Pushing Through - How Important is Your Why

redefining after 50 Jan 05, 2021
Knowing your why before your how

I was aimlessly scrolling through Facebook the other day (which really needs to stop in 2021), when I came upon a post from my best friend. She posted a screen shot of a month's worth of closed rings on her Apple Watch. She'd met her goals of standing, active minutes, and calories burned every day for the entire month. As well as the previous month.

Now, what made this even more amazing to me is that I knew that just this past week for like 4 days, she'd been sick with a stomach bug. Not a debilitating one but a stomach bug of some sort, nonetheless. She was keeping fluids down but unable to eat anything. I said, "you did this with a stomach bug?" She said, "yeah. It was slow going a couple of the days but I did it."

I held back on my initial reaction to lecture her on the wisdom of exercising when you feel like crap. And, instead, conveyed how impressed I was. Which was the truth!

And then sat down and reflected on this. Her ability to push through even though she felt bad.

And, that the reason that she was able to make that happen was because of the size of her "why."

The Importance of the "Why"

Although I don't know her full why because I didn't outright ask her during this conversation, I have a good idea of the gist of it. And I'm not going to share it here because it's not my place to.

But, her why is big. Big enough to make her want to push through and do some sort of exercise to close those circles - even with a stomach bug.

As we look at redefining anything after 50, our why is key. Whether we are redefining a life role or changing a habit, our why must be big. "If you have a big enough "why," you'll always find the "how."

"Rules" About Your "Why" and How to Get To It

Most Importantly, Think Big

Your why needs to make you super excited. It needs to be so motivating that you will push through to get to your goal, no matter what it is.

In my work as a behavior analyst, we talk a lot about the value of the reinforcement that we are offering based on the size of the demand that we are placing on the individual or on ourselves. I always use the example of asking someone to mow a hundred acres on a 100 degree summer day. If I offer you ten dollars to mow that lawn, you will have to think about it and are likely to say no. If I offer you one million dollars to mow that lawn on that hot day your "YES" response is likely to require no thought.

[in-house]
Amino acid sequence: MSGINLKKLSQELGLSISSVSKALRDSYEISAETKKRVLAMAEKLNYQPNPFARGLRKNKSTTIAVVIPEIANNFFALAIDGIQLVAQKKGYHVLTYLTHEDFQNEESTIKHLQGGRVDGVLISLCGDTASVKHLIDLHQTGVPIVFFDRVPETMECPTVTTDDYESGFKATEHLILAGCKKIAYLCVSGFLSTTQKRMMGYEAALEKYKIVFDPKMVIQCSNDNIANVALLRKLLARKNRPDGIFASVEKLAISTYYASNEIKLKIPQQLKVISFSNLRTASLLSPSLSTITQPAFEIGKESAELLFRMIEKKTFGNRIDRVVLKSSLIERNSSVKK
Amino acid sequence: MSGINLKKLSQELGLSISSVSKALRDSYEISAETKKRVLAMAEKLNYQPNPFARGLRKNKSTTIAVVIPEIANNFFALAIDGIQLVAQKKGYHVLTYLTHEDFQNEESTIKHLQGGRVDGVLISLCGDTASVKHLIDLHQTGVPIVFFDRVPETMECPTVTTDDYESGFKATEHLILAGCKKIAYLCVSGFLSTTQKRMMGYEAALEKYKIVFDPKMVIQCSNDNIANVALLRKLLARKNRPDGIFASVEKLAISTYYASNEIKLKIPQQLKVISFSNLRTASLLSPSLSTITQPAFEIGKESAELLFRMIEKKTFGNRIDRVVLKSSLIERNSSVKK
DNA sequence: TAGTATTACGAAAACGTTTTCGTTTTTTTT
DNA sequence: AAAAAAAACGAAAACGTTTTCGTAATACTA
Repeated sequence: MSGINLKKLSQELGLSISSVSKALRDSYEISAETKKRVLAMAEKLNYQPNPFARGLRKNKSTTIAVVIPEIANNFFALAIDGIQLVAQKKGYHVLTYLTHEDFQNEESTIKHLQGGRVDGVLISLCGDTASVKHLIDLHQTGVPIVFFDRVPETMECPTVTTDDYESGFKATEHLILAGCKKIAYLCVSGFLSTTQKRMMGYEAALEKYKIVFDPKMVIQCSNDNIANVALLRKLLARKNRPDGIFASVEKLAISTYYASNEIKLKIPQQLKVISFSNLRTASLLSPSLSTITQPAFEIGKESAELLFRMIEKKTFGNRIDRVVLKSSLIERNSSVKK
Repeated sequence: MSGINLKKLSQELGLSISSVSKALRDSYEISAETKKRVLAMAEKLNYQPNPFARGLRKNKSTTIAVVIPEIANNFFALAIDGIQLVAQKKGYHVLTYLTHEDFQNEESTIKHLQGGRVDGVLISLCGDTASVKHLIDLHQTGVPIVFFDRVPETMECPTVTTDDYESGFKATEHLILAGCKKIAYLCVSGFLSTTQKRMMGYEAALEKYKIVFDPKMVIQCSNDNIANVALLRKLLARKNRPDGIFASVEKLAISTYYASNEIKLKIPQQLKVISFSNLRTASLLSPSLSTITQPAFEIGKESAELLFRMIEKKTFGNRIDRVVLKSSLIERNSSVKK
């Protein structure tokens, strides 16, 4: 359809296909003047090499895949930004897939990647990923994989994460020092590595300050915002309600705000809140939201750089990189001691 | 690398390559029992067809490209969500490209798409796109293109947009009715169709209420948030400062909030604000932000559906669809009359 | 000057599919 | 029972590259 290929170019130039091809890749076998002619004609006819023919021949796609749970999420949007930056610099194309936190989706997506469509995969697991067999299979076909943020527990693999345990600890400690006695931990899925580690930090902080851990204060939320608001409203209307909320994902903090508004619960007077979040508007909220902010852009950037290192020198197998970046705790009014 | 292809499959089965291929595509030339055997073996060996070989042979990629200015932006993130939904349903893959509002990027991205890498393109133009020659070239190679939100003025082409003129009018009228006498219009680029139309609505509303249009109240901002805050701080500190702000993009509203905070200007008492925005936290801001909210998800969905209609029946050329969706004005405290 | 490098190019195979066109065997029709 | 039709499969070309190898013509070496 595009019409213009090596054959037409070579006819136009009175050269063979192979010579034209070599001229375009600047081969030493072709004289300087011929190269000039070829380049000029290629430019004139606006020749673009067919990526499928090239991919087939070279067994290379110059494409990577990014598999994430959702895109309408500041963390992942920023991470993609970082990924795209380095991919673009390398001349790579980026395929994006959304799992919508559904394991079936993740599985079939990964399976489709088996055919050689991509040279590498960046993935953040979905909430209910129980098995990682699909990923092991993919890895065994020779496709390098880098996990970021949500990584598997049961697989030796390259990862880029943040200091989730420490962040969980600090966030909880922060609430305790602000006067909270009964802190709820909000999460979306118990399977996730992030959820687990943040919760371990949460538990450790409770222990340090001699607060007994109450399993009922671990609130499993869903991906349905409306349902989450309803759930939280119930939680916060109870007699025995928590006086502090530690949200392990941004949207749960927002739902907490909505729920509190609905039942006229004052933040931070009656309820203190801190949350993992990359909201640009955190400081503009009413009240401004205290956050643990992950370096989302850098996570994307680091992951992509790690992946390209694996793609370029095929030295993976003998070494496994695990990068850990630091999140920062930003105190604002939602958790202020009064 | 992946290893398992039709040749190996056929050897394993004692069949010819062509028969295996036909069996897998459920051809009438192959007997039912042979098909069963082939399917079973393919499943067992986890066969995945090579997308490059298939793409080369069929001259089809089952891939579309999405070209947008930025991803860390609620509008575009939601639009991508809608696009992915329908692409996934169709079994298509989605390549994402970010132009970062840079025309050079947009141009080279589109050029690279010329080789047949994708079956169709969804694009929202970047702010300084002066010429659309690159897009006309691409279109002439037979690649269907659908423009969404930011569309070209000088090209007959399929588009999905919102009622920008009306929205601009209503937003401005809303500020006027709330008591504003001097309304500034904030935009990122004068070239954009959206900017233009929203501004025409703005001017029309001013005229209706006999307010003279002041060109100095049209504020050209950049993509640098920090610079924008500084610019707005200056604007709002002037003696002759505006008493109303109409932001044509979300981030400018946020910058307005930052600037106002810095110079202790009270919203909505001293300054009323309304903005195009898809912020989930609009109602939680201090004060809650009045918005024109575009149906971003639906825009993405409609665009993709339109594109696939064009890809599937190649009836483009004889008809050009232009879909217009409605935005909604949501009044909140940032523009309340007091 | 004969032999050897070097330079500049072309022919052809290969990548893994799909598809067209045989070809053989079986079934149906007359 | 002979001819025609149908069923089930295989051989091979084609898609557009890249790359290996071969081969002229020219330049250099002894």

Our "why" needs to be huge and worthwhile to us.

Think Big, But Be Specific

As in all goals that we set for ourselves, we need to be as specific as possible. So, instead of telling yourself that your "why" is travel, retirement, time with family, money, etc. set a specific why for yourself and ideally a specific target date, if applicable.

Some examples:

  1. Maybe your overall why is that you want to spend more time with your family. Your specific "why" might be, "I'm going to babysit my grandchildren twice a week and do a weekly date night with my husband within the next 6 months." From there, you can figure out the in between steps to make that "why" happen.
  2. Maybe your "why" is income related. Your specific "why" might be, "I'm going to make two thousand dollars a month selling my t shirts by my 62nd birthday and be able to rent that beach house for the summer."
  3. Maybe your "why" is health related. Your specific "why" might be, "I'm going to lose that 20 pounds by summer so that I can run and play outside easily with my grandchildren."

It's Your Why - No One Else's

Don't make your "why" something that you think it should be rather than something that you really want. It's your why. If you're doing it for someone else, you will not be successful. Your "why" needs to make you really happy when you think about it. Give you butterflies in your stomach, even!

Sharing your why is a great way to make yourself more accountable. However, it's not a requirement for success. What is a requirement for success is that you believe that it's possible.

Finding Your "Why"

Start off by sitting and reflecting on your ideal day, week, and month. Really imagine what these would look like. Write them down.

Grab a copy of your free "What's Next Workbook" to help with this if you have haven't already. The journal prompts can help you with your why if it's not clear or you're having trouble making it specific.

Most importantly, VISUALIZE YOUR WHY. Are you losing those last 20 pounds so that you can run in the yard with your grandchildren this summer? Close your eyes and picture it! Put yourself in your yard. What are you wearing? What game are you playing? Picture them laughing and running.

Are you selling t shirts in your Etsy shop and earning money for family vacation? Put yourself in that beach house. Who is there? Smell the ocean. See the sunrise and sunset. Think about how proud you feel when you are putting that money in the bank for that trip.

Visualization will help erase any of those negative or fixed mindset voices in your head telling you that you won't get to your why.

Motivational speaker Coach Leon Hite says, "If your why doesn't make you cry, then it's not your why." I'm not sure I agree that your "why" has to make you cry, but it needs to be something that excites you enough to make you want to push through - even when you don't feel like it.

Funnily enough when I went back to proofread this post, I laughed at the first paragraph where I said that I needed to stop scrolling Facebook in 2021. I won't stop doing it. My "why" isn't big enough. But, I'll spend more time doing the things where I've got the big "why." Which will, in turn, lessen the time I spend scrolling Facebook.